Spreadsheet use is universal. And using spreadsheets for complex reporting has proven time and again to be killing people’s time, reducing their ability to make good decisions, and putting companies’ financial positions at risk.
Because the ugly truth about spreadsheet use has been known for some time, it’s fair (and right) to ask then, why are companies still ignoring the consequences of using spreadsheets in ways for which they weren’t designed? Why the persistent resistance to changing their financial reporting process and the tools in which they’re completed? And how do the majority of organizations maintain confidence in a process that’s been proven for decades to be flawed and potentially dangerous?
Well…one reason is the now well-demonstrated human bias toward overconfidence. In one study, participants were asked to examine spreadsheets and then state their confidence in them. Amazingly, they rated the larger and well-formatted spreadsheets much higher than large plainly formatted spreadsheets, and also higher than small spreadsheets, regardless of formatting. Given the fact that there should be a higher probability of errors in larger spreadsheets than smaller ones, their confidence was completely unjustified.
Unfortunately, overconfidence is universal and one of the most well-established biases in the behavioral sciences. Yet overconfidence isn’t the only thing going on here with the spreadsheet samples. Having a bias for the more well-polished ones mirrors other known biases as well.
For example, it’s been proven that in politics our bias is for better looking political candidates. If a candidate is good looking, we’re likely to rate him or her as competent and smart; if not, we’re likely to rate the person as more incompetent and less intelligent (known as the halo effect). They’re each corrosive because they blind people from taking the necessary steps to reduce risks.
All in all, the universality of spreadsheet use and the associated errors present a disturbing picture. Despite all of the research, organizations seem to be in a state of denial and fail to put into place even simple controls to reduce errors, much less have a comprehensive code inspection process.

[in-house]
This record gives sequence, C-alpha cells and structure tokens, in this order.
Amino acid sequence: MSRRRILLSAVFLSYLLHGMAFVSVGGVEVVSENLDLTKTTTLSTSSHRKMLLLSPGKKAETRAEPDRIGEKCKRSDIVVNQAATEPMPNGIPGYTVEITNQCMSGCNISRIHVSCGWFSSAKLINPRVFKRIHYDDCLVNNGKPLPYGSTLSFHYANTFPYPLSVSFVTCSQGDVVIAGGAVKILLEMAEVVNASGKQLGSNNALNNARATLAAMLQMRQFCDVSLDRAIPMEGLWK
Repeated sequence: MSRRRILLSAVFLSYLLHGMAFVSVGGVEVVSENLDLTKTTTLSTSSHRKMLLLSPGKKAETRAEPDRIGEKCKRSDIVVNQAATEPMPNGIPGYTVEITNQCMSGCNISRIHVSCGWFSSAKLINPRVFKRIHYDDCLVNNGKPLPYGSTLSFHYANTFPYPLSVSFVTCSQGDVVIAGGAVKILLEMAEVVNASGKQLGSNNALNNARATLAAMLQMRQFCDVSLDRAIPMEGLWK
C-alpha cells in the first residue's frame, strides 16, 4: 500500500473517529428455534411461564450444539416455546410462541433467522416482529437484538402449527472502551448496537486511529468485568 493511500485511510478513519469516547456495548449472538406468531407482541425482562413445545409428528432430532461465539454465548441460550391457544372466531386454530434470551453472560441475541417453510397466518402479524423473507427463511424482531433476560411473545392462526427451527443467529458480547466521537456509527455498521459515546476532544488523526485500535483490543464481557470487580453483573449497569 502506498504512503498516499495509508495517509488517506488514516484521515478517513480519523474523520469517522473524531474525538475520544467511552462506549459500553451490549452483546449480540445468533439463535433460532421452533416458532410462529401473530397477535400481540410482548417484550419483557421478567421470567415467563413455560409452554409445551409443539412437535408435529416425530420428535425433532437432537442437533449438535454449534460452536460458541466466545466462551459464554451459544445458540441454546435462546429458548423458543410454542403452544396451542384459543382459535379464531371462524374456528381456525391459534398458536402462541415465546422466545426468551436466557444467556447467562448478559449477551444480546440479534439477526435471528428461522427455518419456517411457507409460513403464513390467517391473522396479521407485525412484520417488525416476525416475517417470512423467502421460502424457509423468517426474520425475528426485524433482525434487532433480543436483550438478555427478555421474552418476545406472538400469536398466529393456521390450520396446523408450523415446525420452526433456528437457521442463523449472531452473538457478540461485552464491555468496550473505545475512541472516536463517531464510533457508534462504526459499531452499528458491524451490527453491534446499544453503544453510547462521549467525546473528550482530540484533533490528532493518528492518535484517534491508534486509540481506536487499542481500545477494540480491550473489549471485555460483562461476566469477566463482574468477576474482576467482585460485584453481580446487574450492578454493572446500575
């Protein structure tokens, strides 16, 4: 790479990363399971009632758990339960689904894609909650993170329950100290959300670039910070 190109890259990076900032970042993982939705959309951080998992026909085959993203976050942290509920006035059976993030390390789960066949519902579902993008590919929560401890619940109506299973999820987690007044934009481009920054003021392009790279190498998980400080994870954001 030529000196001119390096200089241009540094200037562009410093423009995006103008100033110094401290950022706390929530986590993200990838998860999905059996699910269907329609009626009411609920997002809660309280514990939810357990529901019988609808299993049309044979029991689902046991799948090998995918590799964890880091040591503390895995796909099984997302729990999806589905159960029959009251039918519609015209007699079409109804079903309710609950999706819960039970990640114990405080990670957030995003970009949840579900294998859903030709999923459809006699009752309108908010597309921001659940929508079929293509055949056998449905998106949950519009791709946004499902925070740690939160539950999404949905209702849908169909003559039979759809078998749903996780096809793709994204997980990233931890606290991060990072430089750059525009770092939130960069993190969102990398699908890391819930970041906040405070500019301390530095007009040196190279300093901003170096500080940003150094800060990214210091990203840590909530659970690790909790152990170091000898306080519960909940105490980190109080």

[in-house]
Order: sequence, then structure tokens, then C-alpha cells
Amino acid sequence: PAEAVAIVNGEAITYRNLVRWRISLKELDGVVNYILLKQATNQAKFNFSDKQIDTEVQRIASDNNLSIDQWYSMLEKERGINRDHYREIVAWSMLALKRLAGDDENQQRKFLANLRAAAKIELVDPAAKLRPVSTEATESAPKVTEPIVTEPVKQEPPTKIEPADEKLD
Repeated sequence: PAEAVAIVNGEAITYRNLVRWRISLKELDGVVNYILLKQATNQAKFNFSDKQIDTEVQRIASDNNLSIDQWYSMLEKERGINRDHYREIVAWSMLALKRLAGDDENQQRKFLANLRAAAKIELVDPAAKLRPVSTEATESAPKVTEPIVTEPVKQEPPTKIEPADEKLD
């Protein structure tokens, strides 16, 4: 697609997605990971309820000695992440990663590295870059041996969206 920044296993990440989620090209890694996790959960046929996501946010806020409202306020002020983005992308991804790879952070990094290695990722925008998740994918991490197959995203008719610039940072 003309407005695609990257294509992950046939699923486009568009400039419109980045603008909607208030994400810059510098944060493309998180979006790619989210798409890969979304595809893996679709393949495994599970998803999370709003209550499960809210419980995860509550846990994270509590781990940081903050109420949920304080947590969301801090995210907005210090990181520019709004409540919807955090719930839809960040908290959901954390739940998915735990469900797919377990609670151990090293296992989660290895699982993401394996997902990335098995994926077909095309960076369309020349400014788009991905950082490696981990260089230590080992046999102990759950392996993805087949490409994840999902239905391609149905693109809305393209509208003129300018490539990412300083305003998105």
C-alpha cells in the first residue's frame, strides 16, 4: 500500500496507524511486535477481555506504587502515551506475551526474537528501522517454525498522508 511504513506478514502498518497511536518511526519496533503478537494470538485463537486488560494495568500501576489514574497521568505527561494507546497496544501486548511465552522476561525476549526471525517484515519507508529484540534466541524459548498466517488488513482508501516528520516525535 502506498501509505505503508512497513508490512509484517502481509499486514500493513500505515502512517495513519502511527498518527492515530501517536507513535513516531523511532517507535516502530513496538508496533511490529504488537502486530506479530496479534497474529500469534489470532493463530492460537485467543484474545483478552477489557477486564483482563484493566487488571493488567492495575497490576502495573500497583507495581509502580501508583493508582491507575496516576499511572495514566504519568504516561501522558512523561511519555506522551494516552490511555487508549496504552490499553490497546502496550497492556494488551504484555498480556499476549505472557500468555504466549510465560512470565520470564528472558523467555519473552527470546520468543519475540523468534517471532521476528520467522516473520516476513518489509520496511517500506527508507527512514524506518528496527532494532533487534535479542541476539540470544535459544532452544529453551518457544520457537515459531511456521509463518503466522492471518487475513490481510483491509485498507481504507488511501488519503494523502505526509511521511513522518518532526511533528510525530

One of the reasons for this might be that we’re prone to see ourselves as an exception to the rule. While we can understand the power of bias in a general sense, meaning we can estimate its impact on others, it’s been shown that we tend to think we’re personally (or our group) exempt from it.
Self-deception, it turns out, arises from the failure to apply valid social theories to oneself.
Until these basic biases are recognized and changes made, we can expect more of these tragic consequences in companies today:
Did you know that studies show that a whopping one-third of senior finance executives admit that their organization relies too much on “gut feel” for decision making? Um, what if lunch didn’t digest well and the gut isn’t feeling so great that day?! It’s common sense to know that bottom-line decisions shouldn’t be consistently made based on a hunch or feeling.
We can see this intuition issue in many areas of the reporting process. Perhaps the most glaring example is the lack of quality control to ensure the data accuracy of financial spreadsheets. Clearly the bias of relying on intuition has overridden stricter measures.
It’s not that people don’t see the problems of reporting in spreadsheets. They do, and the statistics show that. But the overconfidence bias, fed by our reliance on intuition, primes us for making poor judgments about things requiring more detailed inspection.
Consider formula writing as an example. Research shows that unless the results look obviously wrong, spreadsheet developers don’t try to determine if the formula they used is correct. This allows survival of many subtle, but important errors, even when the developer really knows approximately what the correct answer should be.
Given the brutal facts, our next blog will focus on what quality control would have to look like in a fully committed spreadsheet environment to ensure your organization is getting good data. And thereby able to make good decisions. Experts have much to say in this area and we’ll give you a picture of absolute musts for maintaining spreadsheet use in your reporting.
Stay tuned! And Happy Holidays!
For an in-depth look into spreadsheets, download our white paper: Spreadsheets – The Corporate Secret Killer & What To Do About it.
Download Spreadsheets-The Corporate Secret Killer & What to Do About It to better understand its inherent errors, how to manage quality control & overconfidence, with detailed solutions on improving spreadsheets in financial reporting.
THOUGHT LEADERSHIP WHITEPAPER
We want to provide you with an update on the Log4J vulnerability that was identified this weekend as it relates to your Synoptix installation. The short answer is that there should be no vulnerability issues with Synoptix. Synoptix no longer uses Log4J. Version 7 did use version 1.2 of Log4J (which was not vulnerable), and should therefore also be clear of any vulnerability issues related to Log4J version 2.0-2.14 (which was identified this weekend as having vulnerability).